As far as the piano playing fundamentals of the Casio CGP700 and PX360 or any digital piano go, this would include key action, the piano sound, and pedaling authenticity. Of course, digital pianos need to have an internal speaker system to hear the sound, so the quality of that speaker system needs to be good too and I will discuss that later in this review. The key action piano keyboard is the most important thing to consider when shopping for any digital piano and the CGP700 ad PX360 are no exceptions. In the price range under $1000, there are four major brands worth considering at this point and that's Casio,Yamaha, Kawai, and Korg. There are other digital piano brands which offer one or more models under or around $1000 such as Kurzweil, & Roland and a couple of others. But as of now, those brands don't offer anything which competes well with Casio, Yamaha, & Kawai in this price range with regard to key action in my opinion. Korg has one model for $999 but it lags far behind the other 3 major brands. The CGP700 and PX360 key action are identical and also the same as in previous models from last year including the PX350, PX780, and the newer PX160, PX760, and PX860. All Casio key actions are the same so there won't be any confusion there, unlike other brands that offer multiple models of different key actions. The Casio key action is, in my opinion, superior to most other brands in this price range for a number of reasons including having a triple sensor keyboard for more accurate key repetition sensing and expression, more authentic piano key weight and movement in the keys, a better balance with graded weighted keys and better connection with the fingers, and having the addition of both ivory & ebony synthetic key tops which try to simulate the feel of real ivory and ebony acoustic piano keys from years ago. Today, real acoustic piano keys have mostly plain plastic top keys so synthetic ivory and ebony feel is quite nice because it offers a more textured feel along with being able to absorb sweat from the fingers which makes for a smoother playing surface. So when it comes to the Casio keyboard and realism in movement, in this price range they are very impressive, although I would not classify the key action as functioning and moving like a grand piano, especially on the black keys, because it does not. It is much more like a good upright piano and there isn't any other brand or model in this price range that would have a key action that functions like a grand piano either...so don't expect it. Casio, along with other manufacturers likes to add some "hype" to their marketing and promotion efforts, so with that in mind these people tend to exaggerate sometimes...especially in getting you to believe that their product is exactly like a concert grand in key action and/or sound. Really? Then why buy another piano for more money or even a regular grand piano for that matter if their inexpensive digital piano supposedly gave you everything you could ever ask for? It's a ridiculous statement when they make it, but I have come to expect these things...because they are trying to get you to buy their piano, You just have to look beyond the hype and play the piano to know for sure, which I have. If you want something at a higher playing level, then you'll need to spend more money to get it.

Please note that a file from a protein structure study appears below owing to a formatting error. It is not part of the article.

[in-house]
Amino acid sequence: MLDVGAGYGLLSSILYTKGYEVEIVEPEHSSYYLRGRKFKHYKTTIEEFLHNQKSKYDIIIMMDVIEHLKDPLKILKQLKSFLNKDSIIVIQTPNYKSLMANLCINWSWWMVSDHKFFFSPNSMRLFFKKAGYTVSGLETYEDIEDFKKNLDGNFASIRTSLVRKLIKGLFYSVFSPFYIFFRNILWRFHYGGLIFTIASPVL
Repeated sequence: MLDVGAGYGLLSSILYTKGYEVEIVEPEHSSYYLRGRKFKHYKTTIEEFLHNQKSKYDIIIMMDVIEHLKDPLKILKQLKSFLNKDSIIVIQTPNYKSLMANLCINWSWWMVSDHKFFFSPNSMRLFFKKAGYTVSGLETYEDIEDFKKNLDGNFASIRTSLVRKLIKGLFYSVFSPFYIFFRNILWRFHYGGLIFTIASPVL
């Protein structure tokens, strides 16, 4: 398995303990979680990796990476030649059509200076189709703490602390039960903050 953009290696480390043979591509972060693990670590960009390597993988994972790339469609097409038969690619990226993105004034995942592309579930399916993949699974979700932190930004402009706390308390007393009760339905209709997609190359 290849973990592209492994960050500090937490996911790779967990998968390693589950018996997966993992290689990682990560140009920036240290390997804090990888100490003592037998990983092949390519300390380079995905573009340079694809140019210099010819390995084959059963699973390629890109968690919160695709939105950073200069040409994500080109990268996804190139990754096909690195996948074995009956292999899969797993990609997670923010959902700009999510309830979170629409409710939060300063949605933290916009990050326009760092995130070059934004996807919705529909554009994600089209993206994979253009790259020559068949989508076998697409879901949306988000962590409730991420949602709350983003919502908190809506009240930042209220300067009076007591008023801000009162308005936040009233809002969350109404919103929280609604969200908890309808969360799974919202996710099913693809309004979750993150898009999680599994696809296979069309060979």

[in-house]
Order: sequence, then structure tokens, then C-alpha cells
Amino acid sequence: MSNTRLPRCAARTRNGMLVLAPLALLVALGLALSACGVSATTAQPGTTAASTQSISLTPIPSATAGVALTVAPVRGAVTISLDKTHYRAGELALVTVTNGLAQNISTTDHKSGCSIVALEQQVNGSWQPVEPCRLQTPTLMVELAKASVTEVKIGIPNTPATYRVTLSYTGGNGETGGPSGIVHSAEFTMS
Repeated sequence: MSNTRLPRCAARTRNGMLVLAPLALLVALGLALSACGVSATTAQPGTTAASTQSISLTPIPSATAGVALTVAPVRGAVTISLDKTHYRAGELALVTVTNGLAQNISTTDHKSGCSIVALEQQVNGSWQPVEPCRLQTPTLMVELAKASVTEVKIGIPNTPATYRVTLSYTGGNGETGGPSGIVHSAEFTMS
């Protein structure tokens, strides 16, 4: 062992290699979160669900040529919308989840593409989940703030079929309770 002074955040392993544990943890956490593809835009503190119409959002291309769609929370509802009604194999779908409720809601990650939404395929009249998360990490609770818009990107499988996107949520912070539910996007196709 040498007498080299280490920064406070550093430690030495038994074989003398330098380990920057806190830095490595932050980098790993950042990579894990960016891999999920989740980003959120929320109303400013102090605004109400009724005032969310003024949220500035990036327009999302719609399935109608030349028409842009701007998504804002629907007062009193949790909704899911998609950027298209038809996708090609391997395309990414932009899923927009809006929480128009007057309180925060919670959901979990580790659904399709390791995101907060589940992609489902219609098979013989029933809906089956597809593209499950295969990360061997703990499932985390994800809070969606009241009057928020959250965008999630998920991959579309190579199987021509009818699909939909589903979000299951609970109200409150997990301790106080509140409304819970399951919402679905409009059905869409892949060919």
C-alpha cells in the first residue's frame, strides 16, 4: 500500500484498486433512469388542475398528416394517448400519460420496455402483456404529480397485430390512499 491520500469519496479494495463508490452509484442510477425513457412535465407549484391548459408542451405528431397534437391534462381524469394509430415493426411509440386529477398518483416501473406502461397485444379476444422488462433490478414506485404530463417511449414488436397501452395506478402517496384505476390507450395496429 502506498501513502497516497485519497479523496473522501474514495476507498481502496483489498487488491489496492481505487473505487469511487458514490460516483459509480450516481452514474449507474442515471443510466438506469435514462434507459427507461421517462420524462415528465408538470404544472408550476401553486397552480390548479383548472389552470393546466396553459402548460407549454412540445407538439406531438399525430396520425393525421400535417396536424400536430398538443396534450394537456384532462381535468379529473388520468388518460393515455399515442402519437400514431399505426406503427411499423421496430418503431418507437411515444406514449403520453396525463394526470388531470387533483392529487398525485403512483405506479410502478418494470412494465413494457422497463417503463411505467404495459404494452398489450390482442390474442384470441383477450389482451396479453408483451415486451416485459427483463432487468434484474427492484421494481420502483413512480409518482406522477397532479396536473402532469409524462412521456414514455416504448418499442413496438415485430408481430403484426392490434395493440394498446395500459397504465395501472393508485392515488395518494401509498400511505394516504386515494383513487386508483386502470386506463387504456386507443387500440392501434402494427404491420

A good, realistic piano sound is also obviously important, especially to those who will be primarily interested in playing piano although the other instrument sounds can be enjoyable as well. But it's really all about the acoustic piano sound recreation and if it can be expressive with a large dynamic tonal range (which it definitely has), good organic piano sound elements like virtual vibrating strings, resonance, accurate legato and staccato piano sound, smooth key sensitivity volume and fast repetition sound reproduction, then that is something you want to look for. These things are not easy to get right, but Casio has done an excellent job of it in this price range. There are some "off-brands," as I call them, such as Williams (a Guitar Center brand) which does a very poor job of this in both areas and I don't recommend that brand (and a few others) at all for these and some other reasons. All of these piano sound elements and functions make for a more enjoyable piano playing experience and is necessary to have in a good digital piano. Dynamic tonal range means the range of tone from mellow to bright as you play the keys softly and then push the keys harder and quicker. Key sensitivity volume is when you press softly and get a low volume and then as you press the keys harder you get a louder volume. You are not supposed to notice any hesitation or jumpiness in volume and the volume range is supposed to be smooth and large. In these new Casio pianos that type of response is quite good.